It could be argued that the bridge is too fragile and/or too narrow to take a snowplow to the structure. Even if this is the case, there are sidewalk plows that are designed to handle narrow surfaces. If this was not adequate, the town should remove the snow by hand. It sounds like a lot of work, but it’s a lot less work than properly maintaining a bridge built over 100 years ago when you could simply tear it down and forget about it. In the worst case scenario, the town should at least install a safety barrier saying “bridge closed” and a town representive should’ve indicated this on BridgeHunter.com. That would’ve prevented out-of-staters like me from traveling quite a distance to see this bridge, only to find it barricaded off by snow.

Facts 

Overview
Pin connected Lenticular through truss bridge over Suncook River in Chichester
Location
Merrimack County, New Hampshire
Status
Closed during the winter
History
Built 1887 by the Berlin Iron Bridge Co.; Closed to traffic 1978; Bypassed and rehabilitated for pedestrian use 1981
Builder
- Berlin Iron Bridge Co. of East Berlin, Connecticut
Design
Wrought iron lenticular through truss with cast iron plaques, crestings and finials.
Dimensions
Span length: 96.1 ft.
Total length: 96.1 ft.
Deck width: 15.1 ft.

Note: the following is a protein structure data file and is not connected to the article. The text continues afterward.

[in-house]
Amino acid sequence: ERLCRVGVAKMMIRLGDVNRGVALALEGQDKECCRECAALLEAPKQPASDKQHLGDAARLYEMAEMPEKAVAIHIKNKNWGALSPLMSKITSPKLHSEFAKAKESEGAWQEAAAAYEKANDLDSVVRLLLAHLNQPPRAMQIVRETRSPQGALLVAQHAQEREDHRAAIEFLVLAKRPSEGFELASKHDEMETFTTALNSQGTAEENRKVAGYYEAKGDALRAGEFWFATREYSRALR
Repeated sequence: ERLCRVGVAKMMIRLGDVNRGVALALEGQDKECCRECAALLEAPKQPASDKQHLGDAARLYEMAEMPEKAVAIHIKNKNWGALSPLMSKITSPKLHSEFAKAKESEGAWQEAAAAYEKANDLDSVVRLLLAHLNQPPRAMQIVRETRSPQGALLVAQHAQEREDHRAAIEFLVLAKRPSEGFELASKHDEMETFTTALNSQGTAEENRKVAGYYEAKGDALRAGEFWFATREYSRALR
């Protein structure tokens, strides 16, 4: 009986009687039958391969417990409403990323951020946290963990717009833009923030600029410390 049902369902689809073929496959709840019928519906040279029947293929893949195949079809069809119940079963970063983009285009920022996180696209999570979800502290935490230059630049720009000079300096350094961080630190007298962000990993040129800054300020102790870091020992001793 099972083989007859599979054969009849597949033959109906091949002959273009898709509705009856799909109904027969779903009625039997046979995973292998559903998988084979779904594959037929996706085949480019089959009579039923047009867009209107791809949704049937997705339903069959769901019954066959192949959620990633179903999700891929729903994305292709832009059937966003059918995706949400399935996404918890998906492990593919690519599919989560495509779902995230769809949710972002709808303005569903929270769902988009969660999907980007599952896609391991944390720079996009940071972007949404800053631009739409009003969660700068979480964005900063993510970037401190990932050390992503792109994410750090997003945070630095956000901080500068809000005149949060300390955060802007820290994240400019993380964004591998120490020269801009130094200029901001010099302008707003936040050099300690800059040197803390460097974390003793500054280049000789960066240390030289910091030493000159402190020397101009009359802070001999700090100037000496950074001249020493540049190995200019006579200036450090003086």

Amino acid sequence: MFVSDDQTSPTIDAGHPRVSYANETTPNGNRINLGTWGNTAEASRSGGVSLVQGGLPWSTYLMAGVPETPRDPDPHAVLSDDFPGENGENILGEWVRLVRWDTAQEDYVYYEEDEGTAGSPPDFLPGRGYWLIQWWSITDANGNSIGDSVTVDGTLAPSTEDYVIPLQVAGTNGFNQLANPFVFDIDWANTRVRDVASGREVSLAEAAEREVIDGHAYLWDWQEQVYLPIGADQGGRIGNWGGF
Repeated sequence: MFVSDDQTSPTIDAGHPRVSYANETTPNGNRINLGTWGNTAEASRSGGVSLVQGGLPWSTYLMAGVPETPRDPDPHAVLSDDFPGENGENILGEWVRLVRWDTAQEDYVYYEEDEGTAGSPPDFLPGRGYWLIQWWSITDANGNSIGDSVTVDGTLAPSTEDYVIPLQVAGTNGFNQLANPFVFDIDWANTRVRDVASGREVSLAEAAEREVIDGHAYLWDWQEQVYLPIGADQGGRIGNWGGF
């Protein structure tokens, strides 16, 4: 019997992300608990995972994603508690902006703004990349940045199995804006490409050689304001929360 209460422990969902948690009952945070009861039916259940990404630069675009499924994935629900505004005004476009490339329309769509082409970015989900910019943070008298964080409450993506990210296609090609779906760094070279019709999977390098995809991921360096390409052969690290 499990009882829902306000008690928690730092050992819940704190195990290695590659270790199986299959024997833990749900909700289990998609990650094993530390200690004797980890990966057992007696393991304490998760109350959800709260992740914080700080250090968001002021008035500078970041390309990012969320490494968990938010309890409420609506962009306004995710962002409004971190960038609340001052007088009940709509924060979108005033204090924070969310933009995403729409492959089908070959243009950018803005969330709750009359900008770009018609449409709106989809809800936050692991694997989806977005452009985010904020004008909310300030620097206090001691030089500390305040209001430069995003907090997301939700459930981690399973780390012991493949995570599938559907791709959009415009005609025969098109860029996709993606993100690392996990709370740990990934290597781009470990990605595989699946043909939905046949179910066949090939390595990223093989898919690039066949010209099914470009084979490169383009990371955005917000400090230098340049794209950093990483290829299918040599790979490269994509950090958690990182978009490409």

Vertical clearance above deck: 12.0 ft.
Recognition
Posted to the National Register of Historic Places on March 10, 2004
Also called
Thunder Bridge, Depot Road Bridge
Approximate latitude, longitude
+43.25722, -71.36944   (decimal degrees)
43°15'26" N, 71°22'10" W   (degrees°minutes'seconds")
Approximate UTM coordinates
19/307674/4792105 (zone/easting/northing)
Quadrangle map:
Pittsfield
Inventory numers
NRHP 04000149 (National Register of Historic Places reference number)
BH 24985 (Bridgehunter.com ID)
Inspection report (as of June 2009)
View more at BridgeReports.com

Update Log 

  • February 18, 2018: Essay added by Amanda
  • June 22, 2016: New photos from Michael Quiet
  • July 5, 2014: Updated by Fmiser: Added category "Wrought Iron"
  • March 25, 2014: New photo from David P. Timmins
  • May 27, 2011: Updated by Will: Added National Register information
  • February 14, 2009: Updated name and design
  • February 14, 2009: New photos from David P. Timmins

Sources 

  • David P. Timmins - grumpytimm [at] yahoo [dot] com
  • Will Truax - Bridgewright [at] gmail [dot] com
  • Fmiser - fmiser [at] gmail [dot] com
  • Chichester Historical Society - Historical Society's website about the bridge
  • Michael Quiet - mquiet [at] gmail [dot] com
  • Amanda

Comments 

Pineground Bridge
Posted February 18, 2018, by John Marvig (marvigj27 [at] gmail [dot] com)

I've found that an ample amount of snow makes pictures even better. Just gotta have a good pair of boots!

Pineground Bridge
Posted February 18, 2018, by Clark Vance (cvance [at] dogmail [dot] com)

Three or four _inches_? Grab your mukluks and trudge!

http://bridgehunter.com/ks/johnson/bh45448/

Do try to avoid injury, seriously.

Pineground Bridge
Posted February 18, 2018, by Amanda

Do not try to visit this bridge during the winter months in New Hampshire, as you will find it inaccessible and closed off by snowdrifts. See my essay above.